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The Mass Media

The Mass Media

The Mass Media

Adjunct Action: Adjuncts Ally!

Adjunct+Action+kicked+off+its+Boston+campaign+with+a+meeting+at+the+John+F.+Kennedy+Presidential+Library%2C+across+the+street+from+the+University+of+Massachusetts+Boston%2C+in+April.%26%23160%3B

Adjunct Action kicked off its Boston campaign with a meeting at the John F. Kennedy Presidential Library, across the street from the University of Massachusetts Boston, in April. 

Part-time professors, or “adjuncts,” are starting to unionize across the United States. A national movement called Adjunct Action is encouraging adjuncts to fight for better conditions. In particular, adjuncts involved in the movement are looking for better pay, money for research, job benefits, and inclusion in decision-making positions in the schools they serve.

The Service Employees International Union (SEIU) is behind the initiative. Avril Smith, the director of Communications for SEIU, said that the goal for Adjunct Action is to “improve job security and pay so it’s more sustainable.”

The campaign has already met with success in the Boston area. On Sept. 9, Tufts adjuncts will vote on whether to unionize. Bentley adjuncts will vote on Sept. 19. 

Increasingly over the past few decades schools have been using adjuncts because, like part-time workers in any other industry, they come cheaper than full tenured professors.

According to the Adjunct Action website, “Between 1995 and 2011, the number of part-time faculty doubled, … [and] approximately 70 percent of instructional faculty at all colleges are working on a contingent basis.”

Amy Todd, the vice president of the Faculty Staff Union (FSU) at the University of Massachusetts Boston comments, “I know from first-hand experience that there are universities in Boston who truly abuse their adjunct faculty.”

Todd describes the employment conditions of adjuncts at other schools across the country. “They prevent them from becoming benefits-eligible. They force them to seek health insurance subsidies from the Commonwealth. They keep them in a state of constant fear and insecurity.

“Students are paying very high tuition to be taught by faculty who have no office space, no health insurance, no job security — whose library privileges are cut off on the last day of class every semester.”

Adjunct Action’s website asserts that “79 percent of adjuncts do not get health insurance at their college, and 86 percent did not receive retirement benefits or the opportunity to buy into a group retirement plan.”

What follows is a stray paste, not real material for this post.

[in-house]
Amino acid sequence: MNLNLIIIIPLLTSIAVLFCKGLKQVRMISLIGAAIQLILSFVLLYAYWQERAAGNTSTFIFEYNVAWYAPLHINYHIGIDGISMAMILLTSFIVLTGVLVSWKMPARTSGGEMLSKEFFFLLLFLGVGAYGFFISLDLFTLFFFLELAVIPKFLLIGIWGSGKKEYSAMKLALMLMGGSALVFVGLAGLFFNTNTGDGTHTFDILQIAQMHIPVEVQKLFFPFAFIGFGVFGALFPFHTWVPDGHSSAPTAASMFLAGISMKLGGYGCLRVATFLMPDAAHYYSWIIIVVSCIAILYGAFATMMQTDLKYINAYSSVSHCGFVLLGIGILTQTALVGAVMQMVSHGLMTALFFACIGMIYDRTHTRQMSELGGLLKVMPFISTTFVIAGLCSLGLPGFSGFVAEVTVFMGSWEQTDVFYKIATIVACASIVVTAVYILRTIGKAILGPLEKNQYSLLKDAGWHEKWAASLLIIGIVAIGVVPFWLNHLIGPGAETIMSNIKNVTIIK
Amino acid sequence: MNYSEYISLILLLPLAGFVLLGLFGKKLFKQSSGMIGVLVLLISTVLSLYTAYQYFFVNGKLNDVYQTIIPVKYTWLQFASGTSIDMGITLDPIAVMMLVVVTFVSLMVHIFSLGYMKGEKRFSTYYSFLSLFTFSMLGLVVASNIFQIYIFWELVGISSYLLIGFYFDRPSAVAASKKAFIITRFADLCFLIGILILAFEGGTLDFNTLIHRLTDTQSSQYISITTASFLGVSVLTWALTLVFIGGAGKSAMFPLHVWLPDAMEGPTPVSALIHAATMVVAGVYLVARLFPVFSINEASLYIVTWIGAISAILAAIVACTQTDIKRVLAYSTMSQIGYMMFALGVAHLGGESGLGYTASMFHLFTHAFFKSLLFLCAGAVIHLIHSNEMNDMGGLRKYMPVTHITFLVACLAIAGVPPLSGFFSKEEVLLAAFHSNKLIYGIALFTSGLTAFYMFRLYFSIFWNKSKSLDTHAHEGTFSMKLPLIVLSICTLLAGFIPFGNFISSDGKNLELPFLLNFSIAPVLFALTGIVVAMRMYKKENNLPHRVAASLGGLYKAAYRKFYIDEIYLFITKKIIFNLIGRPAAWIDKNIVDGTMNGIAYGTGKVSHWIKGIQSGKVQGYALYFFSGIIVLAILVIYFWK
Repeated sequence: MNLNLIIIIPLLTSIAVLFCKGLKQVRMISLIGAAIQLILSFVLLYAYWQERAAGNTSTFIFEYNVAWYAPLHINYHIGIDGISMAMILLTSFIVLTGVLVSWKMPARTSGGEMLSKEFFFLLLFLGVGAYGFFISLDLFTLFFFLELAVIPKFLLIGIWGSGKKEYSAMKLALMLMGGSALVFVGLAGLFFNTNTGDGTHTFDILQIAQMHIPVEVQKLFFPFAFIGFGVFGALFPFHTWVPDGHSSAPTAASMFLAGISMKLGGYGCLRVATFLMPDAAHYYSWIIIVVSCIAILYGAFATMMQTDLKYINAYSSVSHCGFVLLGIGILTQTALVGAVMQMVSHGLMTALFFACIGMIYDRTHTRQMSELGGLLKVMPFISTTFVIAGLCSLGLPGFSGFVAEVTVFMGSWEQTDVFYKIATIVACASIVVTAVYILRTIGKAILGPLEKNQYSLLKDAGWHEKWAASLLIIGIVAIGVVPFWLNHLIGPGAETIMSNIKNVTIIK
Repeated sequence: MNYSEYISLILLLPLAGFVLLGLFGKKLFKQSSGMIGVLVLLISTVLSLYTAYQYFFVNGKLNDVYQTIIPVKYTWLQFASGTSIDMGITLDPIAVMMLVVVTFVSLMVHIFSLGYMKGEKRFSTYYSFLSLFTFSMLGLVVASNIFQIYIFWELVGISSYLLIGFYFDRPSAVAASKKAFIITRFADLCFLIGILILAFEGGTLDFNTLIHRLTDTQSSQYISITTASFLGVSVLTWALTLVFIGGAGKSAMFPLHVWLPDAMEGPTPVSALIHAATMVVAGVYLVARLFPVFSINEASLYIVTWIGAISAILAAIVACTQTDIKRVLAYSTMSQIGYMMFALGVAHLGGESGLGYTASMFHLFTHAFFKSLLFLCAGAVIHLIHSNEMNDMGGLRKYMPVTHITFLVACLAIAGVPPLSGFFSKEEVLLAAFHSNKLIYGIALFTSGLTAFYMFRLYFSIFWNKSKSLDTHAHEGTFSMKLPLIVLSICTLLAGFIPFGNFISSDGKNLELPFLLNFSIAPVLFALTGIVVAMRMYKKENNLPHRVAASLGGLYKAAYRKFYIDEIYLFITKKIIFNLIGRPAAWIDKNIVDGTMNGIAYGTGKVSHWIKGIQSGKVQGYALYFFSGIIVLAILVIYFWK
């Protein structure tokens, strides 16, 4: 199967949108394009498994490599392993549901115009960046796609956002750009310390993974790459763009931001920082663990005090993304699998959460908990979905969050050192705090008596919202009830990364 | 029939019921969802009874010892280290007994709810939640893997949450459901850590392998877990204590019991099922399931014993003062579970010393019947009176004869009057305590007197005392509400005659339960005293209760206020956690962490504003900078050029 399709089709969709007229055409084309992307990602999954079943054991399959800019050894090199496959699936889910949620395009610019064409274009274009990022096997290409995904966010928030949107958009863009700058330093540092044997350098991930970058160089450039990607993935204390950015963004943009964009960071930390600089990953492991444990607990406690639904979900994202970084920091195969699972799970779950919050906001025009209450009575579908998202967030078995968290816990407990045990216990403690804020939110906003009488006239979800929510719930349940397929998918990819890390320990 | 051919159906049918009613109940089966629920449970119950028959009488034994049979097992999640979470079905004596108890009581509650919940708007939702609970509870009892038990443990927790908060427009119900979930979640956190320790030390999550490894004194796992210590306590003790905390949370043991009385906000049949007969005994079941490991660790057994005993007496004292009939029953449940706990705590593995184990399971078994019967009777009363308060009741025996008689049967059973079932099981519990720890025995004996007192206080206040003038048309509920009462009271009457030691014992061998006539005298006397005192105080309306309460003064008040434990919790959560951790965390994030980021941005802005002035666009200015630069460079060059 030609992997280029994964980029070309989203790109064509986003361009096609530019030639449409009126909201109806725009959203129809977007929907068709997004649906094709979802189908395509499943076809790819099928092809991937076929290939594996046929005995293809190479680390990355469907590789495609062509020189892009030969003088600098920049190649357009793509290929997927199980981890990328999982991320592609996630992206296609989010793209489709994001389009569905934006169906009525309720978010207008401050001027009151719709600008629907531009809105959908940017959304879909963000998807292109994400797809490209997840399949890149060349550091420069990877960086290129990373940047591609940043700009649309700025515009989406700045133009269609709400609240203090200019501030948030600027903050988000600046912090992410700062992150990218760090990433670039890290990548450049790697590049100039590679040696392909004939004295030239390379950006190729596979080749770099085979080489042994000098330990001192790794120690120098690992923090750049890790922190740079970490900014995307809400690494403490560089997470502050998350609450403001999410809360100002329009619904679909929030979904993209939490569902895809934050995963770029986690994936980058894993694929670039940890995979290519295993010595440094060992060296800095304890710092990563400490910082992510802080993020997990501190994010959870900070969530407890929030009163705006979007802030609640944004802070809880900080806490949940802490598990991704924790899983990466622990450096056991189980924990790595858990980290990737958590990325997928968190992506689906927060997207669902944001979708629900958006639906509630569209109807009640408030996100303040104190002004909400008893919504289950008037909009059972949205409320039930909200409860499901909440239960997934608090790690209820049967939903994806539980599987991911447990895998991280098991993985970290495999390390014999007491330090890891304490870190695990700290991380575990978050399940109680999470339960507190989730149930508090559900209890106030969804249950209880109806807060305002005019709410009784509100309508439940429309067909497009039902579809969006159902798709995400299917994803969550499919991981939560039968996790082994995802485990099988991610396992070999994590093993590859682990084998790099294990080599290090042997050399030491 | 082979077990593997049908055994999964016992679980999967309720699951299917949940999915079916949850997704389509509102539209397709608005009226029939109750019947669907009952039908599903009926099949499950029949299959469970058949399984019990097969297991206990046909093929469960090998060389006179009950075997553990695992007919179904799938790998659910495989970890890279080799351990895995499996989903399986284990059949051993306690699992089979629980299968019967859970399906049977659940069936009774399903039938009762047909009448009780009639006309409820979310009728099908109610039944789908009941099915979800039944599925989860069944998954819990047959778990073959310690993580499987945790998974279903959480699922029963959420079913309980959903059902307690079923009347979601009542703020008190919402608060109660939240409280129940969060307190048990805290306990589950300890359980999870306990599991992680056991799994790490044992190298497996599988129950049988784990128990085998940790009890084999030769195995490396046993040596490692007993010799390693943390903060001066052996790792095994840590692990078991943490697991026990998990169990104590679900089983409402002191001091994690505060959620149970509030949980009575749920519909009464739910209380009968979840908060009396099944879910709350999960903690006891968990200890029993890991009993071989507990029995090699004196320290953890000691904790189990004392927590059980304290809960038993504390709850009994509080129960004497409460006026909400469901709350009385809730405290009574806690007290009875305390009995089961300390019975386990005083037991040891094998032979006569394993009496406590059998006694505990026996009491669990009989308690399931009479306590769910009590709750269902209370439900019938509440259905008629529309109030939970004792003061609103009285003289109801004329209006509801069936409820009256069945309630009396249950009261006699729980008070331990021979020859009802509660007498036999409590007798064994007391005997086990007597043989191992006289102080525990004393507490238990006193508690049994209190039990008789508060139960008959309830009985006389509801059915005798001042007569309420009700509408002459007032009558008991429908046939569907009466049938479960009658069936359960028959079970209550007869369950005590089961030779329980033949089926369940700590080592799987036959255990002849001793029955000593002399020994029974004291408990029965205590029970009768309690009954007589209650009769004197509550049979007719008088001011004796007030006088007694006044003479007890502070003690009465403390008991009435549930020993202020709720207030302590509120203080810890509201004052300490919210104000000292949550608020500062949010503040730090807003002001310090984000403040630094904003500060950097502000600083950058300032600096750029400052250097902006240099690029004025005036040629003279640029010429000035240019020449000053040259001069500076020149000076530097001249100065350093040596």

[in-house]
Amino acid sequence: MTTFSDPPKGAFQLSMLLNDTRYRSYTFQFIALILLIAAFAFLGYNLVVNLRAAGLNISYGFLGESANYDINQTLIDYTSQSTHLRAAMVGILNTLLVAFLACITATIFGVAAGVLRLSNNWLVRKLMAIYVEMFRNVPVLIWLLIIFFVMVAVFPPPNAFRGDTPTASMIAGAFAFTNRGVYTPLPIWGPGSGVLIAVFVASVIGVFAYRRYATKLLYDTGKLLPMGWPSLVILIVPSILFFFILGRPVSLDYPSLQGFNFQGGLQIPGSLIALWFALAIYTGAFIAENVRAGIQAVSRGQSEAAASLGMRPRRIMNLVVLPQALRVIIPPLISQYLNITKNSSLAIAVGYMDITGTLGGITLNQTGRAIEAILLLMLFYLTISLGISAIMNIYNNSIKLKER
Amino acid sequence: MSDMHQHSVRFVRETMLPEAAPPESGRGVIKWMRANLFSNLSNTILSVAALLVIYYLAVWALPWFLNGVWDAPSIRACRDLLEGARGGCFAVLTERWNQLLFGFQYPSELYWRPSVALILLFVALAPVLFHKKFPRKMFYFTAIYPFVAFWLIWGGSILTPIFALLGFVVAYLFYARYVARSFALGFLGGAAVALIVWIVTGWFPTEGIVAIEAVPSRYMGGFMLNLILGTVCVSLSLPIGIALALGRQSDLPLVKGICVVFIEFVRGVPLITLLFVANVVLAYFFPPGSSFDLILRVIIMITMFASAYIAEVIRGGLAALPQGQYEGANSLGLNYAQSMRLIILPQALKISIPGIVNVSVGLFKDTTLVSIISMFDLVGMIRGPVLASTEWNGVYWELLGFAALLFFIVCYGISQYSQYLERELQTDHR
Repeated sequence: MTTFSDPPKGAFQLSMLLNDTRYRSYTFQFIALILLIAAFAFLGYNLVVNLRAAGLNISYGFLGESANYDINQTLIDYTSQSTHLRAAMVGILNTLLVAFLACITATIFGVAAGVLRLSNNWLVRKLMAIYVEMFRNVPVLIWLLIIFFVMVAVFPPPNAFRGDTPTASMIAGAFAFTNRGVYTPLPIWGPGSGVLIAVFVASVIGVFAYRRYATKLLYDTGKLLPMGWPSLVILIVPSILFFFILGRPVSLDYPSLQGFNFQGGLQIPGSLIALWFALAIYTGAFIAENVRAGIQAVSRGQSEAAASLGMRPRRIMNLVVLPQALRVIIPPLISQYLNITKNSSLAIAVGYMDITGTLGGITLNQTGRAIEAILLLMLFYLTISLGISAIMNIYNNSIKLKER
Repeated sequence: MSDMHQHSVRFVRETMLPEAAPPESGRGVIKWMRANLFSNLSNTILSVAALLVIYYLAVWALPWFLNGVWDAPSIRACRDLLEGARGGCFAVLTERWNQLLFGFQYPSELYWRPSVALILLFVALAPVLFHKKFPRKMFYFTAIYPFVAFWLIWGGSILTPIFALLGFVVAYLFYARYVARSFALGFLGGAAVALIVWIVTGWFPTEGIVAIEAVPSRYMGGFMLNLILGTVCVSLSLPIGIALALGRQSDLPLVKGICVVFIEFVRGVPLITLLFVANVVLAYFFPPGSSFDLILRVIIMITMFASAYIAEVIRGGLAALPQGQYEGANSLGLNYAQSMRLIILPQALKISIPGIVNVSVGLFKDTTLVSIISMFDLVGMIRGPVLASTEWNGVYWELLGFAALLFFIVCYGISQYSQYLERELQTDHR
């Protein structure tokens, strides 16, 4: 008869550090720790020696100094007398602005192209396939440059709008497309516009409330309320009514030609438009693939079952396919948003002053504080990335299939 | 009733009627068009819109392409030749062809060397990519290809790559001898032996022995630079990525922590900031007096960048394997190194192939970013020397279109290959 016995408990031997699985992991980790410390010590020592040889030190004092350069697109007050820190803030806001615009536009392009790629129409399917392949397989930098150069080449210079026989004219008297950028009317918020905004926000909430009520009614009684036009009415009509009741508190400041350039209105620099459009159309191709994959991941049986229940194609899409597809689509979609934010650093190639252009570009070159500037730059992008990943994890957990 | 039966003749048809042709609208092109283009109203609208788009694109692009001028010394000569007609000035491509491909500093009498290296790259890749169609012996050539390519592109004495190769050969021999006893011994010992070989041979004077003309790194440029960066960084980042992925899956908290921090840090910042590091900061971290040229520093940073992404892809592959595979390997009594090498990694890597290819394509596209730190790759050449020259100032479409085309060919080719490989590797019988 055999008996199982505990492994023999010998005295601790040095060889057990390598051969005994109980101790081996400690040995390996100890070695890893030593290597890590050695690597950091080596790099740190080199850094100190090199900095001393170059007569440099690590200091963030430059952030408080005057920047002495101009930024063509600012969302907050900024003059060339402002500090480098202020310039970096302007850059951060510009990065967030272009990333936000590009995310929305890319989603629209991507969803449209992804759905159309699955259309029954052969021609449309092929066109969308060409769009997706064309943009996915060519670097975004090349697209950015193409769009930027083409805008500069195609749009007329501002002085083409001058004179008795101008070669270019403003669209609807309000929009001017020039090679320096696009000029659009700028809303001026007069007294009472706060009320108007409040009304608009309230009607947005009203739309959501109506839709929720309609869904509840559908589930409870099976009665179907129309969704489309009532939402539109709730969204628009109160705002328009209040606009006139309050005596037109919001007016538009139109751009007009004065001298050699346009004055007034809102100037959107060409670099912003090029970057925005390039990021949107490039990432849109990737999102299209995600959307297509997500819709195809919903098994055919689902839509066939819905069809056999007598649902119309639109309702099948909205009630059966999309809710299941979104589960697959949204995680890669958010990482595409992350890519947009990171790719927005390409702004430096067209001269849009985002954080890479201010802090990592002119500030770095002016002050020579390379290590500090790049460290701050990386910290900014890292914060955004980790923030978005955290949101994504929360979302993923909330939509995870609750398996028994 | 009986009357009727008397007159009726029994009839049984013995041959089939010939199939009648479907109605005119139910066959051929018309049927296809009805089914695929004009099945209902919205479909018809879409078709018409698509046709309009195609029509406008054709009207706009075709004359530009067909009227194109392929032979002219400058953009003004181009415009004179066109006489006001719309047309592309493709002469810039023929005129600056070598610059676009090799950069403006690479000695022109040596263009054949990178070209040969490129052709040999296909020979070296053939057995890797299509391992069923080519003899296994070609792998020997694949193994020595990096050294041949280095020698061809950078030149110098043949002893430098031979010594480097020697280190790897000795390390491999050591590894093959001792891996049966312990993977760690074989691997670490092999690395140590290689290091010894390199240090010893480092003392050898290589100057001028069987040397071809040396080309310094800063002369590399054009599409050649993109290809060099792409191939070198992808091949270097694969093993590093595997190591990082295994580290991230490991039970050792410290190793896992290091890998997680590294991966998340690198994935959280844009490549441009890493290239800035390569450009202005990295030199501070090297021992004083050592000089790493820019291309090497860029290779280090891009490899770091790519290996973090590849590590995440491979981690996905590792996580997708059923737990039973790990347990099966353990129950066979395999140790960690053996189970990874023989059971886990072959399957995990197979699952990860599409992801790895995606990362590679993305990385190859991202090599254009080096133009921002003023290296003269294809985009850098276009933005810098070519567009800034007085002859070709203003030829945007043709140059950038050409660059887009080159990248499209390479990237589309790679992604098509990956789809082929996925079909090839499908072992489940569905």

Todd says, “It’s a moral scandal that has yet to be adequately publicized.”

As the Adjunct Action website explains, “54 percent of contingent faculty teach in more than one institution,” teaching classes on multiple campuses in order to make enough money. Adjuncts who must drive across town to another university are not able to meet with students after class, and the cost of transportation, while high, is not something most schools compensate their adjuncts for.

A UMass Boston adjunct who prefers that his name not be shared says that despite conditions being better at UMass Boston than other schools, work as an adjunct is not what most people teaching classes really want. “Unless you’ve got enough seniority to guarantee teaching from year to year, adjuncting is not tenable as a ‘career choice.’”

He adds, “I also need to spend my fall semesters on a full-scale global job search. These elements make it nearly impossible for me to commit my time or my emotional and intellectual energies to the students. They deserve better.”

At UMass Boston, part-time staff are included in the Faculty Staff Union, which is part of the Massachusetts Teachers Association.

Amy Todd believes the working conditions of part-time lecturers at UMass Boston are actually not as bad as elsewhere: “What is absolutely better here is that after crossing a certain threshold of service, lecturers are eligible for health and dental insurance, sick leave, and retirement benefits.”

The union has also fought and won for more protection for the part-time lecturers. Todd says, “[The union’s work] protects faculty against capricious dismissal, discrimination, nepotism, and other threats to job security.

“Of all the universities I have taught at, the treatment of non-tenure-track faculty at UMass Boston is by far the best.”